Additional file 6: Figure S3 and Additional file 7: Figure S4 show the intersection between the GENCODE Comprehensive and Basic sets, and RefSeq NXR and NR sets, for 1KG and ESP variants respectively. Overall, the majority of variants map to transcripts in both genesets. GENCODE Comprehensive and RefSeq NXR share 68% of 1.36 million 1KG variants that map to at least one geneset, while 82% of the 1.1 million 1KG variants mapping to GENCODE Basic and RefSeq NXR are common to both sets. For the exome data, GENCODE Comprehensive shares 93% of 1.4 million ESP variants with RefSeq NXR, and GENCODE Basic and RefSeq NXR share 98% of 1.33 million ESP variants.

The number of discordant consequence calls for variants that map to both genesets was low for every comparison. For 1KG variants, 29,376 (3.1%) of variants in common had different calls when using GENCODE Comprehensive and RefSeq NXR as the reference gene annotation, compared with just 9,974 (1.1%) between GENCODE Basic and RefSeq NXR. For the ESP set, discordant calls were identified for 22,499 (1.7%) and 11,147 (0.9%) of variants respectively. The second, and larger source of difference between consequence predictions arises from variants that map to only one dataset. Additional file 8: Figure S5 shows that, for the 1KG variants, 404,145 variants map only to GENCODE Comprehensive transcripts and 84,464 map only to RefSeq NXR transcripts. There are also 121,107 variants that map only to GENCODE Basic transcripts compared to 80,999 mapping to RefSeq NXR transcripts. A similar pattern is present for the ESP setdata 84,265 variants map exclusively to GENCODE Comprehensive and 8,570 variants map only to RefSeq NXR. Conversely, 14,179 variants map only to RefSeq NXR while only 12,044 map only to GENCODE Basic.

The largest classes of variants in the 1KG dataset that are called concordantly when comparing GENCODE Comprehensive and GENCODE Basic with RefSeq NXR genesets have CDS and UTR and non-coding transcript consequences. Splice-site proximal variants and LoF variants are considerably less highly represented (Additional file 9: Figure S6 A and B). For ESP data, concordant variants are significantly more likely to have a consequence associated with a CDS than any of the other consequences, which are equally well represented (Additional file 9: Figure S6 C and D). For most datasets and variant consequences, concordant calls are higher than discordant and unique calls. The exceptions to this are UTR and non-coding transcript consequences for variants unique to the GENCODE Comprehensive set in both 1KG and ESP datasets and to a lesser extent GENCODE Basic and RefSeq NXR 'other' variants when compared using both the 1KG and ESP. A description of variant classification into the broad groups 'LoF', 'CDS', 'splice' and 'other' can be found in Additional file 10: Table S4. For both 1KG and ESP datasets, transcripts in the GENCODE Comprehensive geneset overlap with more variants in all broad groups of consequences than RefSeq NXR transcripts. The opposite is true for transcripts in the GENCODE Basic which overlap fewer variants than RefSeq NXR transcripts for variants in all broad groups of consequences except UTR and non-coding transcript, 'other' variants in the 1KG dataset.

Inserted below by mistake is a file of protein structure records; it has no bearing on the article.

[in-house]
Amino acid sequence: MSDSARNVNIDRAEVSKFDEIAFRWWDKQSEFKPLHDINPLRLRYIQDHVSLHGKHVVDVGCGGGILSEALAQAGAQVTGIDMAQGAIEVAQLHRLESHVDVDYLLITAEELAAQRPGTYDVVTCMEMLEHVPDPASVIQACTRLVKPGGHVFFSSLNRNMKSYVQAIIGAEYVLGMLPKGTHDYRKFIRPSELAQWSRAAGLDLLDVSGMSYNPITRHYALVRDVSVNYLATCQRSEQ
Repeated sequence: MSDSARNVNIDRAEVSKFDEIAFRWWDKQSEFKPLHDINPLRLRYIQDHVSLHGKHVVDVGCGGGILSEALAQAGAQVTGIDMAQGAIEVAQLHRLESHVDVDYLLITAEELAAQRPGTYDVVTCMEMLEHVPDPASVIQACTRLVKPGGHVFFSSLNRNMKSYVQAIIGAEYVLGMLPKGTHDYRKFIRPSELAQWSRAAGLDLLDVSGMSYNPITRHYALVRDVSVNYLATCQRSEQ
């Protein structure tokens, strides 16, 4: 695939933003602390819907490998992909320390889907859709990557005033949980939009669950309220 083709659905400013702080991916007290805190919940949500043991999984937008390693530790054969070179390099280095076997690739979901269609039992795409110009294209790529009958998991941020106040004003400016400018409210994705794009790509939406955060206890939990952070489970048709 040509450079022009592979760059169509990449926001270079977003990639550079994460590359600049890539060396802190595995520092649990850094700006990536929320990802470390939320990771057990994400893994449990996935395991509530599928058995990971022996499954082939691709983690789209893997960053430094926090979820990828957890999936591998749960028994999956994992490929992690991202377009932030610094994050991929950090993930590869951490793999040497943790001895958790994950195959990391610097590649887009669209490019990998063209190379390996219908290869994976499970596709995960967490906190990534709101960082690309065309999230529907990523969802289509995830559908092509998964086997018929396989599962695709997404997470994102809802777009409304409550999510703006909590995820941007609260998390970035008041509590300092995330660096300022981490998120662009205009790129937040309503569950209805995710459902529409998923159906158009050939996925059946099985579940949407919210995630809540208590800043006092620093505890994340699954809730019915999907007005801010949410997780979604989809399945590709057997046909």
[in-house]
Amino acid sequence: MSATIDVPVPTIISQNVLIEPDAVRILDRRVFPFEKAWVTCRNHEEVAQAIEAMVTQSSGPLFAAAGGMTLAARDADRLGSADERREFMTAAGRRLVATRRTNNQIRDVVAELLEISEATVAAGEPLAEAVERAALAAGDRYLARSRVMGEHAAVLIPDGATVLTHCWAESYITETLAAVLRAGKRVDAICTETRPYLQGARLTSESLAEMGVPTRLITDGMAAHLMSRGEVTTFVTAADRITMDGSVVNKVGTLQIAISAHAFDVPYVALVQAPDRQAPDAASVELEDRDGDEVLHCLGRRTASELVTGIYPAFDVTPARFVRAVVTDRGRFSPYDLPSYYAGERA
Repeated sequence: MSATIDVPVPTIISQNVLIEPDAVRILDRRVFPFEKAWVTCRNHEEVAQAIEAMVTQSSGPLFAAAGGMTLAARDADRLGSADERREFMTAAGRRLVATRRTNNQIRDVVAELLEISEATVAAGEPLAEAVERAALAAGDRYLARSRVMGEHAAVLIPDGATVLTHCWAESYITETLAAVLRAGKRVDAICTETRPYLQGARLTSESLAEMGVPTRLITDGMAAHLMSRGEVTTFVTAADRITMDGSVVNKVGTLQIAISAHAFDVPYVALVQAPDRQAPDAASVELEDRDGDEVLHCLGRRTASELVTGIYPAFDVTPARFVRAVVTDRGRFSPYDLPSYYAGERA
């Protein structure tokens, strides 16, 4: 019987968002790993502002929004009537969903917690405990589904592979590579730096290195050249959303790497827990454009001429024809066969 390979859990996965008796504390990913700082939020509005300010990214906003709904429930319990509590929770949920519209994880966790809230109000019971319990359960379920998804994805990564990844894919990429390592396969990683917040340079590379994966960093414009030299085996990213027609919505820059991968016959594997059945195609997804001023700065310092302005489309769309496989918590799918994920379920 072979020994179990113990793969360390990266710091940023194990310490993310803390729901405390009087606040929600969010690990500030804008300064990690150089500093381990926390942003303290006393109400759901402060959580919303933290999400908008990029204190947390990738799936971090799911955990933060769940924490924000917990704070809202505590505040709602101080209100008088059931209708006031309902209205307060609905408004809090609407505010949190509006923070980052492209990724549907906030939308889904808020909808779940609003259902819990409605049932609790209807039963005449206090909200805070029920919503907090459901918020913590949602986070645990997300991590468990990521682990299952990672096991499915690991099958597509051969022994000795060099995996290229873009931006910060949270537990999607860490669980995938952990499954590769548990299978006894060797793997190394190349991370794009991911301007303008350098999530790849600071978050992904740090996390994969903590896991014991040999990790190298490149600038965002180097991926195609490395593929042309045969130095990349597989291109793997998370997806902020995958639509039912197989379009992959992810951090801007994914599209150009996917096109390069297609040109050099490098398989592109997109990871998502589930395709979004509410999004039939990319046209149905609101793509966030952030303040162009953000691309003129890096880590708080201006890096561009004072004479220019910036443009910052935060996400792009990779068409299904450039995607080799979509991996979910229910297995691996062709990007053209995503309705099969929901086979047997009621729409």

The distribution of variant consequences is recapulated by looking at the porportion of each class of variants within the concordant, discordant and unique variant sets. CDS and 'other' variants compose approximately 50% of the concordant transcripts, in the 1KG dataset and ~85% in the ESP dataset. Discordant variants mapping to the GENCODE Basic and Comprehensive transcripts comprise 30-40% of CDS variants for the 1KG dataset and ~60% in the ESP dataset with a corresponding reduction in the 'other' variants (Additional file 11: Figure S7). In every case RefSeq NXR discordant variants follow the same pattern with a slightly higher proportion of CDS variants than discordant variants in GENCODE. For variants that only map to transcripts from one geneset, there is a much lower porportion of CDS variants and corresponding increase in 'other' variants, indeed the highest proportion of CDS variants mapping to transcripts from only one geneset is less than 40%, in the GENCODE Basic vs RefSeq NXR comparsion of the ESP dataset.